This article originally appeared on VICE Alps.
The International Narcotics Control Board (INCB) is a United Nations body monitoring how states implement international drug-control conventions. In its annual report, which was presented yesterday in Berlin, the INCB analyzes the state of global drug use and provides a number of recommendations to help countries take control of drug issues among its citizens.
This year's report focused especially on drug use among women and girls, which over the past few years has increased much more than drug use among men. Overdoses among women are also increasing and more and more women are being arrested for drug-related crimes. But while a third of global drug users are women and girls, only one in five people who receive treatment for drug abuse is female.
The INCB report urges countries to develop drug-prevention policies that are gender-specific, but at the same time, there's hardly any research focusing on differences in drug use between men and women. That's why the report—among other things—recommends that countries start collecting gender-specific information on drug users, prioritizes healthcare for women addicted to drugs, and addresses the stigma of drug abuse by women.
Werner Sipp is president of the INCB. I spoke to him to find out how the world can make more of an effort to effectively help female drug users.
VICE: What are the most important findings of this year's study?
Werner Sipp: The basic aim of this year's report was to highlight how important it is to view drug-related policies and programs through a gendered lens. The available data—which is pretty limited—shows that there's an increasing number of women among young drug users and among prisoners who are locked up for drug-related crimes. Countries rarely provide women with adequate treatment—and treatment is rarely specific for women.
Why should countries approach drug use in women differently than drug use in men?
In a lot of ways, female drug users have more to battle with than male drug users. First of all, drugs have a different effect on female bodies than on male bodies—which results in a higher mortality rate among women. Secondly, in most parts of the world, a mother going to jail for drug use or possession has much more impact on a family than when a father goes to jail. Thirdly, women have a systemic social disadvantage when they're trying to get access to treatment for their drug use.
Women are much more harshly judged for drug abuse than men—especially when they're pregnant. Because of that stigma, they can be more hesitant to get treatment. And then there's the issue of childcare—women who are in some way dependent on drugs may not try to find help because they're afraid of losing custody of their children.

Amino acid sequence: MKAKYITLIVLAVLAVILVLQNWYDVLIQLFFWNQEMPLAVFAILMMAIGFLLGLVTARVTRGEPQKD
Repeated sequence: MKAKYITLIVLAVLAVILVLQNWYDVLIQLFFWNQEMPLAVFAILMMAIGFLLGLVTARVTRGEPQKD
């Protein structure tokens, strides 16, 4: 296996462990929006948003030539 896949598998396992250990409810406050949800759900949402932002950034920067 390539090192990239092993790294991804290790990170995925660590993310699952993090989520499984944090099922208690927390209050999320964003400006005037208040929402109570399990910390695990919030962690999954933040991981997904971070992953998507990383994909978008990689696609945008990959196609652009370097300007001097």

"We're always one step behind—we can't control a drug that's just entering the market yet."
How do you think that could be fixed?
One option would be to offer more treatment services exclusively to women. When Iran introduced women-only drug-treatment services, the number of women who underwent treatment increased significantly. But stigmas like this are so deeply rooted in society. You can't change that in a short amount of time—just look at how long it's taken Western society to change its views on homosexuality, for example. We can urge authorities in countries to actively work against social stigmas, but that's about all we can do.
How effective are your recommendations in countries like Afghanistan, for example, where a lot of drugs are produced and state institutions are weak or even corrupt?
You're right—Afghanistan is in a very difficult situation. It's currently producing 90 percent of the global market's opium and the government's impact on drug control has further diminished in many parts of the country. At the same time, the international community is retreating from Afghanistan, and that vacuum is filled by the Taliban or ISIS—which further undermines the government's control. The INCB doesn't have any sanctioning power—all we can do is keep the dialogue with countries open.
There are constantly new kinds of drugs invented and introduced—how exactly do you decide whether they should be an illegal substance or not?
Oh, we're always one step behind—we can't control a drug that's just entering the market yet. Before a drug is added to the list of prohibited substances, the WHO needs to run a number of tests to prove it's actually harmful. It can test maybe ten substances a year, but there are hundreds of new substances on the market every year. We obviously need a new system for that, and how to deal with this will be one of the key questions to answer in the future.
Lead photo: a woman in an Afghan detox center. Photo via Flickr user Jacksoncam